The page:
Weekend Sewing Guest Slippers
I love Weekend Sewing by Heather Ross because the projects look like a lot of fun, the pictures are gorgeous and the idea of projects whipped up over the weekend is great for busy sewers. However, I have learned to take this book with a grain of salt and always make a muslin. I have discovered from my previous projects that many of the projects in this book are ill-fitting and poorly graded. If you will remember the Flower Girl dress made with Liberty Art fabric. It was gorgeous but not sized correctly. After I made the size 2 and it didn't fit, I checked the gradations for the bigger sizes and they were too small as well. Then there was the Kimono dress from Dupioni Silk which called for the wrong drape of fabric and the overlap of the dress was all wrong. Now I have gone for the Guest Slipper because they are a great gift idea and should be very easy to make for friends and family. Umm, wrong again. These slippers are great gifts ideas and easy to make up... with my modifications! If you make them according to the book (which I did first) they will be:
Heel before modification
Heel after modification
1) Too small
2) The heel is too low and slips off
3) No fun because the sole is too thick and then you have to hand sew it on
Bah Humbug! To make these slippers fun and fitting, follow these steps:
First, I used some super soft flannel for the exterior to keep tootsies warm in the cold months. Second, I added ¾ in. to the length of the upper and 1 whole inch to the height of the back of the upper (see photos).
I did not modify the sole pattern piece at all. I only cut out 1 sole for the lining and 1 for the exterior, out of Micro Suede, and I interfaced the lining sole with fusible fleece for comfort. Next I assembled my slipper in 2 different ways, and you can decide for yourself which you prefer. For my muslin, I stitched the uppers together at the heel as per the pattern but then I stitched the uppers to the soles for both the lining and the exterior. I added the elastic to the seam allowance of the exterior and the loop to the lining. Then I stitched the exterior to the lining leaving a gap for turning. Turned and pressed the slipper open and topstitched around the edge. Since this was my muslin I didn't add the rick rack because I wanted to see how my assembly and the fit worked out first.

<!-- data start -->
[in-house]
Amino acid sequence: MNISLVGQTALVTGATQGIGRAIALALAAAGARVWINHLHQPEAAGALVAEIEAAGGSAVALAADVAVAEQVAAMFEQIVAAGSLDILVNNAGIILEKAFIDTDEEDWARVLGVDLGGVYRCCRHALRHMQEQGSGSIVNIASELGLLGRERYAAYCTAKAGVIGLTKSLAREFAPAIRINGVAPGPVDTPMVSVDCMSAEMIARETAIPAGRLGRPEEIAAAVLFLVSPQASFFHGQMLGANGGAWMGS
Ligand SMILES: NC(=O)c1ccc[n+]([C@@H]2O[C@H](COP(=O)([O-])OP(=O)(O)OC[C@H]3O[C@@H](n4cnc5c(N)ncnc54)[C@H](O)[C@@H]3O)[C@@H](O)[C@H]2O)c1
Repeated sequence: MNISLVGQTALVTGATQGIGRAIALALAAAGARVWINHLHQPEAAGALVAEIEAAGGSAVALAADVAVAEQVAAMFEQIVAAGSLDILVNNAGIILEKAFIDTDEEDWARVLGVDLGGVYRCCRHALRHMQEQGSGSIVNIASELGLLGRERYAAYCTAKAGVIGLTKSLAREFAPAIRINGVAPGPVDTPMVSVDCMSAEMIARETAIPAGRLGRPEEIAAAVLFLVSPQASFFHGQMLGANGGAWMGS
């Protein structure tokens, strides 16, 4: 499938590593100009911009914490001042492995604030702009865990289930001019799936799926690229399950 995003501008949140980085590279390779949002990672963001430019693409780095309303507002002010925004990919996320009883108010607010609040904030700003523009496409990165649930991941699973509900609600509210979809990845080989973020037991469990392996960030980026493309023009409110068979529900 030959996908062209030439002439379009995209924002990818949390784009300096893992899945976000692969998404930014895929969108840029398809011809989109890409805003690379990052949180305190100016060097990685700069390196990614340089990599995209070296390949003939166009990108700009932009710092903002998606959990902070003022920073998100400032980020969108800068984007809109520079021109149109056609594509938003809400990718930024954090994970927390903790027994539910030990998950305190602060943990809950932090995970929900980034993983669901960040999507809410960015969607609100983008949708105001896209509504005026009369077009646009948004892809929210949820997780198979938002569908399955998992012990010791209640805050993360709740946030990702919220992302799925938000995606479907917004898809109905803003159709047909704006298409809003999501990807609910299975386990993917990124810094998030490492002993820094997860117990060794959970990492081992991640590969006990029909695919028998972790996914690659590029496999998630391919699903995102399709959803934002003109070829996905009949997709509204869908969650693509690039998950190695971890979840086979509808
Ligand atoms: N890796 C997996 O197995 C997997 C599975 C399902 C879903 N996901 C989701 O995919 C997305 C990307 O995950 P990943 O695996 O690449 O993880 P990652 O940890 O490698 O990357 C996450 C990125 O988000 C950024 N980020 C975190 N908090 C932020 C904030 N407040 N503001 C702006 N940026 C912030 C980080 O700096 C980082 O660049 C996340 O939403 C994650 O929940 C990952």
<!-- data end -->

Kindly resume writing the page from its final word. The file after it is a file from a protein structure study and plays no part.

My second mode of assembly is faster but leaves the seam allowance visible inside the slipper but the edges can be pinked, serged or zigzagged for a more professional finish. This second method is more similar to the pattern as well. I stitched the uppers together at the heel and then stitch the lining and exterior uppers together and added the elastic. I then basted the exterior sole to the lining sole, wrong sides facing. With the slipper turned inside out I stitched the upper to the sole with the exterior sole face up and the upper lining side facing out. Then I trimmed the seam and turned the slipper right side out.
The first method eliminates a seam showing but makes it more difficult to add rick rack, elastic and loop but leaves a very nice finish. The second method just changes the end of assembly but there is no need to top stitch and who looks inside a slipper anyway.
All in all this is a good book with many good projects, the slipper among them. Just be sure you make a muslin and be prepared to modify. I recommend both the flannel and micro suede as they are great additions to this project. The micro suede inhibits slipping and looks good. The flannel is just right for hardwood floors on cold mornings.